The march for the Russian general is a stoic, metal-clanging series of short bursts for brass that accompanies the train as it departs and figures into a few later scenes. Zimmer recorded a two-minute suite-like rendition of this theme (not available on the commercial album) that also explores the bombs' theme. A later adaptation of the theme places it in the instrumentation of the Sarajevo material, a natural transition point in the story and a highlight of the score. The final major theme in The Peacemaker is actually the primary idea for the film, ironically, and it is most commonly associated with Clooney's agent character and the heroic actions of the American military. You first hear this somewhat swashbuckling theme dramatically and at a very slow pace in the scene when the agent boards one of three helicopters to pursue the stolen bombs, and the momentum of the theme is heightened considerably throughout the following chase sequence in which one of the choppers is shot down by a Russian missile. After the Americans recover all but one of the bombs, the scene ends with a prototypical, muscularly harmonic announcement of the theme in heroic fashion. The film's finale offers a softer, mournful variation on this theme before the opening of the end credits lets rip with it at full force. This end title sequence was re-arranged and placed at the end of the "Chase" cue on the commercial album. It is in the rhythmic introduction to this theme that Zimmer pulls the exact same introductory phrase from the start of his main theme for Crimson Tide, with equally satisfying results. The downside of The Peacemaker is that the majority of its action sequences feature stock Media Ventures-era material that fails to impress. In fact, much of it is so obnoxious in its pounding clumsiness that the score requires significant personal editing to collect the compelling portions into a lengthy suite. Some of this issue relates to the abrasive nature of Zimmer's dissonant, staccato ensemble hits during so much of the action. Among the more irritating cues is "Devoe's Revenge," a spectacular scene in the film that unfortunately contains an inarticulate mess of rhythmic bombast contributed by conductor Gavin Greenaway. The commercial album for The Peacemaker does its best to emphasize both sides of the score, but Jeff Rona's arrangement (which he considered among his best) still fails in that it forces the music into the suite-emphasized mold that Zimmer prefers to write for and hear himself. His disdain for short cues unfortunately translates into an album that, like Crimson Tide, diminishes the work's highlights by hiding them in 10+ minute suites dominated by the ear-splitting bombast.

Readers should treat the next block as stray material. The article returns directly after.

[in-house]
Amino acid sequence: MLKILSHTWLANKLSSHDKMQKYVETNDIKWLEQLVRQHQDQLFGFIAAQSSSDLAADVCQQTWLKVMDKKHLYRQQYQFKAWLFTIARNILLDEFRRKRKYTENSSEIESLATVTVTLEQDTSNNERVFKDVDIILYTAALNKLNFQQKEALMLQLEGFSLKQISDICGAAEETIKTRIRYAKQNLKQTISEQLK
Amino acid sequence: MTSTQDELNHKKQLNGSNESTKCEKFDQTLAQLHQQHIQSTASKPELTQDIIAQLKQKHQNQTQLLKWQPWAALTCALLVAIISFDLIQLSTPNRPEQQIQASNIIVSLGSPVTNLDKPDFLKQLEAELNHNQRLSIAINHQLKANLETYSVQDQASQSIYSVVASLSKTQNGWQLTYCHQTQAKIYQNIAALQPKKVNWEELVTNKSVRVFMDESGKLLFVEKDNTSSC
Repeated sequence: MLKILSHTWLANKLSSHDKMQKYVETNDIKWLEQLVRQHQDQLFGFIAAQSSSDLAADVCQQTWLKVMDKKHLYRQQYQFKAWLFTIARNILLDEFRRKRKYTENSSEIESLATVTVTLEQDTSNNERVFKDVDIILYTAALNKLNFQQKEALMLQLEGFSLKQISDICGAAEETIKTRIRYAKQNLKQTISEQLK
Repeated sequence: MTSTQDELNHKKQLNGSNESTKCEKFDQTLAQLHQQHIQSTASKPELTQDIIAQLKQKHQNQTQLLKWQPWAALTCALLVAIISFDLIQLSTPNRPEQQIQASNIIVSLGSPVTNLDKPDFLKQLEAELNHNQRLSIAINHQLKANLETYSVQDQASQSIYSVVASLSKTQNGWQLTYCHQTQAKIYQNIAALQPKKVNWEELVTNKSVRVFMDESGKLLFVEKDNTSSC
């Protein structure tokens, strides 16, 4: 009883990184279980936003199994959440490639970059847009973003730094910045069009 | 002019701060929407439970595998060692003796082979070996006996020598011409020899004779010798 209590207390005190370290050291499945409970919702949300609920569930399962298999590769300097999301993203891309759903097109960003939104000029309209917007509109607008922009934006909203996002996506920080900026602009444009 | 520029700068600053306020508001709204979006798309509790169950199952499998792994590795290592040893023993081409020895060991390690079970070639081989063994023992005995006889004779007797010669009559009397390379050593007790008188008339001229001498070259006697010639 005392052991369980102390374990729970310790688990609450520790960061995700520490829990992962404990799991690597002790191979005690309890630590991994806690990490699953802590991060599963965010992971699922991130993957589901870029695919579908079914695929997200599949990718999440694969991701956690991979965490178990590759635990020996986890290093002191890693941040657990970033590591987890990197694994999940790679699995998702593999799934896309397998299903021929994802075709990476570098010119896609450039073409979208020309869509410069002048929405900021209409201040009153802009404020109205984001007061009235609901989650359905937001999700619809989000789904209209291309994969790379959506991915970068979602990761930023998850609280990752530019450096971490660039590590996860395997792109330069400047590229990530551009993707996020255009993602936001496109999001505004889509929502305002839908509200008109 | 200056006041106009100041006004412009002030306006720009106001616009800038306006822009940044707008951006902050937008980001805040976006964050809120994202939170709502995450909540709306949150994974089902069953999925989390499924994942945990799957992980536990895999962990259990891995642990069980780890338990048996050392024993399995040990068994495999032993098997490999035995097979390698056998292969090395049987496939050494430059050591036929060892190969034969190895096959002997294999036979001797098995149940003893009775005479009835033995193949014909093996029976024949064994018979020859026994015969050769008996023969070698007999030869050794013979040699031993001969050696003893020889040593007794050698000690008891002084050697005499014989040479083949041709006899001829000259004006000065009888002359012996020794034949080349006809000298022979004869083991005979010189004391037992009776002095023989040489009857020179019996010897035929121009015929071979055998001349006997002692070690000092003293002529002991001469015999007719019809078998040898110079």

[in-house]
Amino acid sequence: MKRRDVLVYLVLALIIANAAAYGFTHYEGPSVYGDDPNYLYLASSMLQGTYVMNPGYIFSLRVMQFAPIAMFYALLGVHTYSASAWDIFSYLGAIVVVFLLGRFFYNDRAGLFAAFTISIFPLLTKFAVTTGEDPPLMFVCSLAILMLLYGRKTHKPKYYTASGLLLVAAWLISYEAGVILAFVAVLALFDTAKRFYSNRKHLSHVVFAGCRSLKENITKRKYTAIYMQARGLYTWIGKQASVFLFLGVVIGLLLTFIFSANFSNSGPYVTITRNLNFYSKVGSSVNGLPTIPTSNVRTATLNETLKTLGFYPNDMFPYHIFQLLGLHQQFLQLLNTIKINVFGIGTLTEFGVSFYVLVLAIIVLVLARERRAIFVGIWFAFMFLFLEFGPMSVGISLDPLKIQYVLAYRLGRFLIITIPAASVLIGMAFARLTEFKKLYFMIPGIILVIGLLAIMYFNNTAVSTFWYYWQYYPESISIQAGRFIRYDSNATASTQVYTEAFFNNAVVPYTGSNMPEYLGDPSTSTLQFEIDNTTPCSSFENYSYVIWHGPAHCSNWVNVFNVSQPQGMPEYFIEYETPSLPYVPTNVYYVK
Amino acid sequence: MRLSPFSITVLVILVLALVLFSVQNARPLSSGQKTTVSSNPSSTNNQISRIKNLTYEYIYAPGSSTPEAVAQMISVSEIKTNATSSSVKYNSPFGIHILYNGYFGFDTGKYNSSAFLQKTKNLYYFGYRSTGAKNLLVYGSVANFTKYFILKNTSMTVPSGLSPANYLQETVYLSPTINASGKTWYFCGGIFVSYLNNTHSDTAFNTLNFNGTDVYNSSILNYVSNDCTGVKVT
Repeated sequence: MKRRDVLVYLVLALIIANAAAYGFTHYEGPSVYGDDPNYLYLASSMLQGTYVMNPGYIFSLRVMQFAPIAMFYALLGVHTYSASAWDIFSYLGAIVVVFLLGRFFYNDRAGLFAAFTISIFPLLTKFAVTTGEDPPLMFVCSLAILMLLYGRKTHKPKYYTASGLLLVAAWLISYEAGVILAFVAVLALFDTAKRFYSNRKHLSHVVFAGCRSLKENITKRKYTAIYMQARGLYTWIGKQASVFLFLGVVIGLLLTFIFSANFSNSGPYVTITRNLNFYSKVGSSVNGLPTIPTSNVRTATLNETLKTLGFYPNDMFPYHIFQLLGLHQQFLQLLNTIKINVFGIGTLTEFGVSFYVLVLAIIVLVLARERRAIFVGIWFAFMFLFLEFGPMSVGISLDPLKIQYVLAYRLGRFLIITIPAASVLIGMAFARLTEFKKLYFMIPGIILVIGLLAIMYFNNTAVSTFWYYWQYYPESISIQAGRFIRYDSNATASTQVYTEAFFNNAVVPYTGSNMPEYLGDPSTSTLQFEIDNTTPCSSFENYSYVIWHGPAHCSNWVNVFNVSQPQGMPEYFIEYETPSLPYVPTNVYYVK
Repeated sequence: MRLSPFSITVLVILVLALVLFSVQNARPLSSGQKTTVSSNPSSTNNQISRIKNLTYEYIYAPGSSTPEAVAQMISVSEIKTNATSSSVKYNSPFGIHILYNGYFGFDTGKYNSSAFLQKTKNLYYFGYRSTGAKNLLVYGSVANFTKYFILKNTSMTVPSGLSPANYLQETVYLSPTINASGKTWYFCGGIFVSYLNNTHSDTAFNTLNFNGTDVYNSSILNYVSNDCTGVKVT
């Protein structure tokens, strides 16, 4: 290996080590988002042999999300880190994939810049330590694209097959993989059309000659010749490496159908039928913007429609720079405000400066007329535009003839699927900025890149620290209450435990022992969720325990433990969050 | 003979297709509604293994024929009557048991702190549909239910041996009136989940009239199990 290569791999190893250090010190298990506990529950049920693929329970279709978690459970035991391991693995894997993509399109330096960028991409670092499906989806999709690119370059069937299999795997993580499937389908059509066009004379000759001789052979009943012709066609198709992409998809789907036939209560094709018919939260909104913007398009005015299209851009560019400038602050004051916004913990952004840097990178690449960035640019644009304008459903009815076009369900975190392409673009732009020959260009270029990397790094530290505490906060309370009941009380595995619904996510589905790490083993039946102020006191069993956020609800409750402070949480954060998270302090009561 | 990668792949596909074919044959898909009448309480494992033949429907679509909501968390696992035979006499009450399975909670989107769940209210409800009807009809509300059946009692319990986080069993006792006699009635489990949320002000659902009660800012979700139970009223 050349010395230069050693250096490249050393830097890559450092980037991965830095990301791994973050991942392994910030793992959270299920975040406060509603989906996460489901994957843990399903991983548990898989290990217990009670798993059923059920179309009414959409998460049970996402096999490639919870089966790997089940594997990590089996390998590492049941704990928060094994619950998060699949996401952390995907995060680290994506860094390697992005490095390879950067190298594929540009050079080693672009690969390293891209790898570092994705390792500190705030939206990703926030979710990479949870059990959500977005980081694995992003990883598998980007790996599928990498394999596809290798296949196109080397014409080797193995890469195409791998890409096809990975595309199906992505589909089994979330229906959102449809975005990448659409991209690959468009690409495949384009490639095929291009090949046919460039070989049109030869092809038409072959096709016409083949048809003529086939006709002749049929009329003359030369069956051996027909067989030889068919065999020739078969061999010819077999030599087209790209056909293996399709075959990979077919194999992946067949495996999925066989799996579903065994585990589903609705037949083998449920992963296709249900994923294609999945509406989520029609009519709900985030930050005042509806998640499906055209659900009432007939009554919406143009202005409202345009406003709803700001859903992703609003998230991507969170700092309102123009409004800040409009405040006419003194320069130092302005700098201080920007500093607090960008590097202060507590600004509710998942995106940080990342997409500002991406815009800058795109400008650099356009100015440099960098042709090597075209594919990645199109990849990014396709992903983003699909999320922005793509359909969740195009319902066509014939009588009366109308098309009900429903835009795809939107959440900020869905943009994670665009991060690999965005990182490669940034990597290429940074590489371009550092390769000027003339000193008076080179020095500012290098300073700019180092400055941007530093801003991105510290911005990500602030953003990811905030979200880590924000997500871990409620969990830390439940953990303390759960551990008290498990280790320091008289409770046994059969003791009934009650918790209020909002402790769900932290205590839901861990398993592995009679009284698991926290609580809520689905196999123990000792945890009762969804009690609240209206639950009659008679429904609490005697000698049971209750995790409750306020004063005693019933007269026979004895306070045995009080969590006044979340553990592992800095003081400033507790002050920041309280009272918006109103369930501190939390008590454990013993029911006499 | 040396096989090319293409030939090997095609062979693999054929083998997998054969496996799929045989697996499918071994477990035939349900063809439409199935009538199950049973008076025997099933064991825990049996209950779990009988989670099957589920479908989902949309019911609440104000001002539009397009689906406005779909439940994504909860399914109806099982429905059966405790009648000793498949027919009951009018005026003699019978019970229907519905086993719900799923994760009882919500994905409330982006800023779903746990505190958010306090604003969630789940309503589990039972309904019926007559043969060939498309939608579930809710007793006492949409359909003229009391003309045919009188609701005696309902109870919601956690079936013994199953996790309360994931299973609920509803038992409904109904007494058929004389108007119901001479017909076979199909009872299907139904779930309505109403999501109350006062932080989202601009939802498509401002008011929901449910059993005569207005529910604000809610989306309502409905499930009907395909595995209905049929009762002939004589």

1997 Album:
Only $5.99